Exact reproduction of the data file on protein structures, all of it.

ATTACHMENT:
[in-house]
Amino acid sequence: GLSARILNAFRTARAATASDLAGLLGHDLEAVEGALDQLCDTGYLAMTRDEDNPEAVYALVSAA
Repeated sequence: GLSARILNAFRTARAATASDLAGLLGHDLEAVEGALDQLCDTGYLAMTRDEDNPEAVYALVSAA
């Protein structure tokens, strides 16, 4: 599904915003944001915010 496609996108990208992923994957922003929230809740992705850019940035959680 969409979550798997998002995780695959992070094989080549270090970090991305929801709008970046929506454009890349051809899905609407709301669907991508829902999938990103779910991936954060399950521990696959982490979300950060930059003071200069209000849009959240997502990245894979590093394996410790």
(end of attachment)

[in-house]
Amino acid sequence: GLSARILNAFRTARAATASDLAGLLGHDLEAVEGALDQLCDTGYLAMTRDEDNPEAVYALVSAA
Repeated sequence: GLSARILNAFRTARAATASDLAGLLGHDLEAVEGALDQLCDTGYLAMTRDEDNPEAVYALVSAA
């Protein structure tokens, strides 16, 4: 599904915003944001915010 496609996108990208992923994957922003929230809740992705850019940035959680 969409979550798997998002995780695959992070094989080549270090970090991305929801709008970046929506454009890349051809899905609407709301669907991508829902999938990103779910991936954060399950521990696959982490979300950060930059003071200069209000849009959240997502990245894979590093394996410790």